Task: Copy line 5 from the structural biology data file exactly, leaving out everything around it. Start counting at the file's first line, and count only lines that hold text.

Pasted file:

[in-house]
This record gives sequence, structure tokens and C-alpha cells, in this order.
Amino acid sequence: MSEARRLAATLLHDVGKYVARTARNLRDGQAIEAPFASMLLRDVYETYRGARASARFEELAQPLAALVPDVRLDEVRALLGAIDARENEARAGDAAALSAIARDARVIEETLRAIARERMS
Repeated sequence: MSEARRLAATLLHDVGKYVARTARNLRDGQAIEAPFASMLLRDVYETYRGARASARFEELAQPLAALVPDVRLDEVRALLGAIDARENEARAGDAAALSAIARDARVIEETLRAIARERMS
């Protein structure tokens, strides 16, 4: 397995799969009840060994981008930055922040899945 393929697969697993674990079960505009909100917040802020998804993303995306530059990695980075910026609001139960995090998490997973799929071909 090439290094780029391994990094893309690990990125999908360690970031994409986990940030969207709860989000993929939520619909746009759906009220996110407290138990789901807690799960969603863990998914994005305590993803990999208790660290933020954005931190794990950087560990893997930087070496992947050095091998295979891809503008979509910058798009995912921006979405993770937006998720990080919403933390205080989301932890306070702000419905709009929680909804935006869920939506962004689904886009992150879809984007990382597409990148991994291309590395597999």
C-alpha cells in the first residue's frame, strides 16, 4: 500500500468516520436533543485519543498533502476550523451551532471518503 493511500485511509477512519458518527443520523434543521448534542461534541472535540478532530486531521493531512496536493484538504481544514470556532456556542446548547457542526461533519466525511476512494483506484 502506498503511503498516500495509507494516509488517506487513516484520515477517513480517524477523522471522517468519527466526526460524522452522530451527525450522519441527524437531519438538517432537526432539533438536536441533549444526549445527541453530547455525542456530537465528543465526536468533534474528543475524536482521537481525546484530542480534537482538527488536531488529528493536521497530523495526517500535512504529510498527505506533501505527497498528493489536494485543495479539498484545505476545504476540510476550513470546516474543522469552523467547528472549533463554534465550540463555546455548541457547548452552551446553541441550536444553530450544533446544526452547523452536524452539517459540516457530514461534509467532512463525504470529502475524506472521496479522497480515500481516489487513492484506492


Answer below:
């Protein structure tokens, strides 16, 4: 397995799969009840060994981008930055922040899945 393929697969697993674990079960505009909100917040802020998804993303995306530059990695980075910026609001139960995090998490997973799929071909 090439290094780029391994990094893309690990990125999908360690970031994409986990940030969207709860989000993929939520619909746009759906009220996110407290138990789901807690799960969603863990998914994005305590993803990999208790660290933020954005931190794990950087560990893997930087070496992947050095091998295979891809503008979509910058798009995912921006979405993770937006998720990080919403933390205080989301932890306070702000419905709009929680909804935006869920939506962004689904886009992150879809984007990382597409990148991994291309590395597999």